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Stanford football shootaround: Beat writers talk Stanford offense, Cal defense

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NOVEMBER 22, 2019

Kedon Slovis had a nearly immaculate performance against the Cal defense Saturday. What gives you optimism that the Bears will have a better outing against a Stanford offense that threw for 504 yards in its own game last weekend? 

Shailin Singh: Despite allowing 41 points, Cal head coach Justin Wilcox iterated after the game that there was not an alarming number of blown coverages. For instance, on both of the touchdowns that cornerback Elijah Hicks allowed, he was in position to make a play on the ball before uncharacteristically losing balance on both attempts.

Emily Ohman: Stanford quarterback Davis Mills also threw two interceptions in that game, and Stanford ended up dropping its contest against Washington State 49-22 despite the junior’s incredible outing. Cal held the infamously high-scoring Cougars to just 20 points when the two faced off, which indicates that for the most part, the Bears know how to shut down a passing-oriented offense. The Bears’ secondary had a tough outing last weekend, but the Cardinal have a significantly less NFL-esque receiving corps than USC does, and I’m confident that Cal will be able to defend Stanford whether they choose to move the rock through the air or on the ground.

Josh Yuen: If you know Cal defensive backs coach Gerald Alexander, you know he’s already broken down every throw Slovis made against the secondary Saturday night and grilled everyone on how the unit has to be better. He famously declared, “This team goes how we go!” and that could not have rung truer against the Trojans — on the wrong side of the coin. Even if Ashtyn Davis is unable to go, I’m anxious to see how Jaylinn Hawkins and Trey Turner III hold up on the back end. And against Stanford’s dynamic trio of receivers, I’m sure Elijah Hicks and Camryn Bynum are eager to make up for last weekend’s rough outing.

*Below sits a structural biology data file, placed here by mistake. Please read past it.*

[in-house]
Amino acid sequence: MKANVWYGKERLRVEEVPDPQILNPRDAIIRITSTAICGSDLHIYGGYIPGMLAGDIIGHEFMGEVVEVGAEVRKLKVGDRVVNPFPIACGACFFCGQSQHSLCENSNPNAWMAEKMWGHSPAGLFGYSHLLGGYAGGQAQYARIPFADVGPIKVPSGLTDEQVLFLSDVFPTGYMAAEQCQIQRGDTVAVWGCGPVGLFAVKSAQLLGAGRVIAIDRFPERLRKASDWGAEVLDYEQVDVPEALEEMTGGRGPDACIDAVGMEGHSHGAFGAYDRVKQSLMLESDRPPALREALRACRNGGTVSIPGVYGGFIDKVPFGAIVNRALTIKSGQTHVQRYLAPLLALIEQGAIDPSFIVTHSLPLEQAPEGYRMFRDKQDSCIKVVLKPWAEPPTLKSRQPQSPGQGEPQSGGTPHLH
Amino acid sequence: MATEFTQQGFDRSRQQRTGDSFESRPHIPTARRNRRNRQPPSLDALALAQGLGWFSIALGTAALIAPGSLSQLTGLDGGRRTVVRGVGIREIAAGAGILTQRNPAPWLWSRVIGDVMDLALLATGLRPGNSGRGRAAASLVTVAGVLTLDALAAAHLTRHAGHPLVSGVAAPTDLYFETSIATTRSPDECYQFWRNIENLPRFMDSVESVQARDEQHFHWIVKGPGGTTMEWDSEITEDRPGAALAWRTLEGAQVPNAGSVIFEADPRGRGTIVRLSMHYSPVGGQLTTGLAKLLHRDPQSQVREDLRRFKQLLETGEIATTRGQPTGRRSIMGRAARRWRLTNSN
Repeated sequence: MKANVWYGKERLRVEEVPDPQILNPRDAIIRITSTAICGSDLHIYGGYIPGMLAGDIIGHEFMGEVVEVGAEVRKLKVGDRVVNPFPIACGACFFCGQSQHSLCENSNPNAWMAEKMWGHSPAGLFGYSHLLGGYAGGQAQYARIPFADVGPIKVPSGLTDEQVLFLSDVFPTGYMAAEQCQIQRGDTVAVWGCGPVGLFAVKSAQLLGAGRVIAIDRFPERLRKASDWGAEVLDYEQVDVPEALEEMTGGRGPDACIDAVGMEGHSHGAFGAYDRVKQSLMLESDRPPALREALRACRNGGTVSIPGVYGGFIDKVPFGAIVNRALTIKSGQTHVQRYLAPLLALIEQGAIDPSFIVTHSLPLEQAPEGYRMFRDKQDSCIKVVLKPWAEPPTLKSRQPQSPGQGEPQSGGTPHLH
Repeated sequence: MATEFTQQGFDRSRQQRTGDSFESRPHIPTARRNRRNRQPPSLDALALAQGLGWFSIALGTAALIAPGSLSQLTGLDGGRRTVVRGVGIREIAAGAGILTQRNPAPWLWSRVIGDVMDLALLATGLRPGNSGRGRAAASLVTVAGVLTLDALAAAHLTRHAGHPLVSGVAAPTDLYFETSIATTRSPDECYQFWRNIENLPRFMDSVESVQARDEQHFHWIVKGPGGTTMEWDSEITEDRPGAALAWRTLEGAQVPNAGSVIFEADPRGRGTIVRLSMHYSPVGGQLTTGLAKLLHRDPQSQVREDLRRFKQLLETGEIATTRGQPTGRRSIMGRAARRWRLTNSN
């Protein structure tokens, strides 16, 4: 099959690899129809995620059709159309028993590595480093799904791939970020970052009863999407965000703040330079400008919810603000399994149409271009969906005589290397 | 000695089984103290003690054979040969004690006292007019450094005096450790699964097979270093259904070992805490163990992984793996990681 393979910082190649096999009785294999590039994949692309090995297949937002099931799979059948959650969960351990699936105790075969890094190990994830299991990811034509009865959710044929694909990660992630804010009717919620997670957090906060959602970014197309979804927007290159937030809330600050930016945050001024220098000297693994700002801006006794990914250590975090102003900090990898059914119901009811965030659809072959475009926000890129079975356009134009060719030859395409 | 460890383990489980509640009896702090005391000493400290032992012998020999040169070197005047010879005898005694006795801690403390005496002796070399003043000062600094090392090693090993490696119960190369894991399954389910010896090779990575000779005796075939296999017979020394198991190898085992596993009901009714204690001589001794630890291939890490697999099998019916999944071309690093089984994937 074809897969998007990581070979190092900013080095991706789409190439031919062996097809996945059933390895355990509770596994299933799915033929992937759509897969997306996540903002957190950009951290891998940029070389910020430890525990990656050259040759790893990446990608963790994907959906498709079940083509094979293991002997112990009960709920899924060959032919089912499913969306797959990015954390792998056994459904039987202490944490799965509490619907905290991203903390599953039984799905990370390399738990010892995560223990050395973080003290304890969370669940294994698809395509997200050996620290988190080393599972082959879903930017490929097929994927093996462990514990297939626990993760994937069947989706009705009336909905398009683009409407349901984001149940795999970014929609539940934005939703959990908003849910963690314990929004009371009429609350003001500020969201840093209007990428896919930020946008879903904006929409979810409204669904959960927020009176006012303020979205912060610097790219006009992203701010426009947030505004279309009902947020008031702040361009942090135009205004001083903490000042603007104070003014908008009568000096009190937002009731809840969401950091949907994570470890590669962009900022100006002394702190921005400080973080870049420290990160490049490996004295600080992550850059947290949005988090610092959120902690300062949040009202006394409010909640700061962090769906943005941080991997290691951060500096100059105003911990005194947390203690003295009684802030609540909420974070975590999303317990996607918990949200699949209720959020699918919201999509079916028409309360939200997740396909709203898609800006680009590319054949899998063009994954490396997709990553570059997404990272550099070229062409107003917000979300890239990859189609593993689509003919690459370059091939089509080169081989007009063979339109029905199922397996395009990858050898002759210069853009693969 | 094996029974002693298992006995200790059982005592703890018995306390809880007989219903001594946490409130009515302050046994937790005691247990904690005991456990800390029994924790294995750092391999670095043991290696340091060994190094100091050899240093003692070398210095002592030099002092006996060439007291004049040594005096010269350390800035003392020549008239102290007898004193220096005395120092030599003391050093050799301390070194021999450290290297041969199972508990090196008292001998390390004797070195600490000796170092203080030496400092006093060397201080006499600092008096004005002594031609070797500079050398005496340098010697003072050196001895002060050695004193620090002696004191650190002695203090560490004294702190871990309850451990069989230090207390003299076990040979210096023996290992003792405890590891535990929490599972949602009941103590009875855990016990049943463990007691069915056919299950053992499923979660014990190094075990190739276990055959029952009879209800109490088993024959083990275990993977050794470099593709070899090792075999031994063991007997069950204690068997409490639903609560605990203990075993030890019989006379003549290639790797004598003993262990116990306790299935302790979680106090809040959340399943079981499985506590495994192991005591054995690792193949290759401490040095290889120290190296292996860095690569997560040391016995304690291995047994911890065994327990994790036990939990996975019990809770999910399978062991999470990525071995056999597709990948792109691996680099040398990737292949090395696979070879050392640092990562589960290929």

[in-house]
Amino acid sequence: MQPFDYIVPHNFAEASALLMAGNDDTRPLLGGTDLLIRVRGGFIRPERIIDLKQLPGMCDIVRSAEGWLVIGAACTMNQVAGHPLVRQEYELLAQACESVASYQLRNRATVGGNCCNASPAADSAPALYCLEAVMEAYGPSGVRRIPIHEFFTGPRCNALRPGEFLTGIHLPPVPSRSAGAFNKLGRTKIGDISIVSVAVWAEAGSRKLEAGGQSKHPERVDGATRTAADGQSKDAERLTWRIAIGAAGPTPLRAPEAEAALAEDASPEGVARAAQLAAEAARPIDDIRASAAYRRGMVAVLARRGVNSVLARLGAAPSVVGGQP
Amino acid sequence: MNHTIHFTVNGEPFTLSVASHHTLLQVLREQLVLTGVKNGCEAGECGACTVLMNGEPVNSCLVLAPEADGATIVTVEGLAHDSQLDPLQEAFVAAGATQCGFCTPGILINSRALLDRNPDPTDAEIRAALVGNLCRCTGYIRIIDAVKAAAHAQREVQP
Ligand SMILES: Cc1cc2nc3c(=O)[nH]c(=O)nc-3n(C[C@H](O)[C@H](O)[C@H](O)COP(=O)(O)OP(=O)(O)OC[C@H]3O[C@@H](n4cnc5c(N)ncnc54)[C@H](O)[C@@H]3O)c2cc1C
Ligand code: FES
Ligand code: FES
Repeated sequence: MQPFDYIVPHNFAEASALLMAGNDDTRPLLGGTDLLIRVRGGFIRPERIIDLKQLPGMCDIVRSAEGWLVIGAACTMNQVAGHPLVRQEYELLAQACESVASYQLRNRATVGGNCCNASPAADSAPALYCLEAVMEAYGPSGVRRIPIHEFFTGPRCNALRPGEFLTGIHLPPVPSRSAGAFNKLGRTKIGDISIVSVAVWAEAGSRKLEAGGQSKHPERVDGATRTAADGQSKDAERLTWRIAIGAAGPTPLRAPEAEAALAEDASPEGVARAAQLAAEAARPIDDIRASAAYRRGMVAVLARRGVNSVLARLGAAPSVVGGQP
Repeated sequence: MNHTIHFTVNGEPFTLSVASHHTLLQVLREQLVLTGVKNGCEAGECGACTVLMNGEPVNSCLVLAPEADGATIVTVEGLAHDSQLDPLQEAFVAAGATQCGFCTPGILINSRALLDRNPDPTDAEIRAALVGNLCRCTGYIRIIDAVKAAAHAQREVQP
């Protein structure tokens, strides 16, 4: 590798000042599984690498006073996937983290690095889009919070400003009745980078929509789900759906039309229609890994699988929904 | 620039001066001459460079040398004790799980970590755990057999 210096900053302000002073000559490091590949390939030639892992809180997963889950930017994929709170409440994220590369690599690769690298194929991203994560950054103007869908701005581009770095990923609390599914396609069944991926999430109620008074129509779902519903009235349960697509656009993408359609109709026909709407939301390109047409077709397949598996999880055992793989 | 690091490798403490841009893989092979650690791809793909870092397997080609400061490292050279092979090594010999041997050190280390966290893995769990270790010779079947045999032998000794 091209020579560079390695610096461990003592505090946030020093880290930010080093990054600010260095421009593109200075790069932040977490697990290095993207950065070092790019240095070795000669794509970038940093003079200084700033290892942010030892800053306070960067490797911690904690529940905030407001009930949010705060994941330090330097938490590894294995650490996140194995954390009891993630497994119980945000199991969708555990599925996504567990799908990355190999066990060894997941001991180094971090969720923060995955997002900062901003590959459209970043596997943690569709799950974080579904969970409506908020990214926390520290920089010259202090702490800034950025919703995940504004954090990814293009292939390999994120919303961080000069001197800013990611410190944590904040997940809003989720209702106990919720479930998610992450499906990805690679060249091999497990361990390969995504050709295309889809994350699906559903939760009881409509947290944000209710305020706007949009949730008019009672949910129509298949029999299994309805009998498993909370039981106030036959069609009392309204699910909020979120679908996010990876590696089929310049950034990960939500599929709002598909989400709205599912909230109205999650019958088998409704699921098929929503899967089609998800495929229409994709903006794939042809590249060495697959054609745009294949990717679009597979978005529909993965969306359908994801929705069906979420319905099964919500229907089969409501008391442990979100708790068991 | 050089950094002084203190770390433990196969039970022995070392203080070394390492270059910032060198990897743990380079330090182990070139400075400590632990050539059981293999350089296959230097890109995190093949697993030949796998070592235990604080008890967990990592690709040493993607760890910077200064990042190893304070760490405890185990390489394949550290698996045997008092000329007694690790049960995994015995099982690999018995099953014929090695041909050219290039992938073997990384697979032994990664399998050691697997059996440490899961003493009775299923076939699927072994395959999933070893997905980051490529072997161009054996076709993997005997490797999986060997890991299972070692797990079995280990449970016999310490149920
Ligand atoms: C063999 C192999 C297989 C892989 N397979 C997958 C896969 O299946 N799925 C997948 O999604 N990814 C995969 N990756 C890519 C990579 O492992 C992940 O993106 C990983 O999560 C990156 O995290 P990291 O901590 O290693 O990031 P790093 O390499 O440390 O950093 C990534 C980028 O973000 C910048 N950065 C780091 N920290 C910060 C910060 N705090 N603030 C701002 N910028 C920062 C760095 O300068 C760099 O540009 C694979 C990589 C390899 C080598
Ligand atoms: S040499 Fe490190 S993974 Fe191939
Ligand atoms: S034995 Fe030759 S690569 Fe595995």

If Chase Garbers is held out against Stanford, which Devon Modster do you expect to see Saturday? The one who accounted for four touchdowns against Washington State or the one who turned the ball over twice against USC? 

SS: Somewhere in between, as both of those performances are on opposite sides of the spectrum. I would expect Modster to have a game that might not be great but is adequate to win. Especially with key offensive threats such as Kekoa Crawford and Christopher Brown Jr. currently on the injury list, the ceiling for the offense in general is pretty unpredictable at the moment. I’d still expect Modster to throw for about 200 yards and a couple of touchdowns, as the Stanford defense is not nearly as dangerous as it has been for a large portion of this century.

EO: I don’t think we’ve seen enough of Modster to knock his talent quite yet. Ever since his marquee win against Washington State, Modster has been consistently hitting the numbers and delivering on-target passes that were dropped. If Modster’s receivers can exercise consistency, I think the offense will be able to piece together some scoring drives, although I doubt it’ll be as pretty as the Bears’ 426 total yard game against Wazzu.

JY: That same Washington State defense that Modster flourished against was the same one that surrendered 504 passing yards to Stanford’s backup quarterback a week later. I don’t expect much from Modster, even with the Cardinal defense’s rampant inconsistency. One word that our friends over at the Stanford Daily used to describe the defense this year was beleaguered, but that more or less sums up Modster’s Cal career in a nutshell as well. If Christopher Brown Jr. is able to play, I think the offense will be able to strike a better balance and move the ball consistently, but there’s just not a ton of reason to believe that Modster can finish drives in the red zone.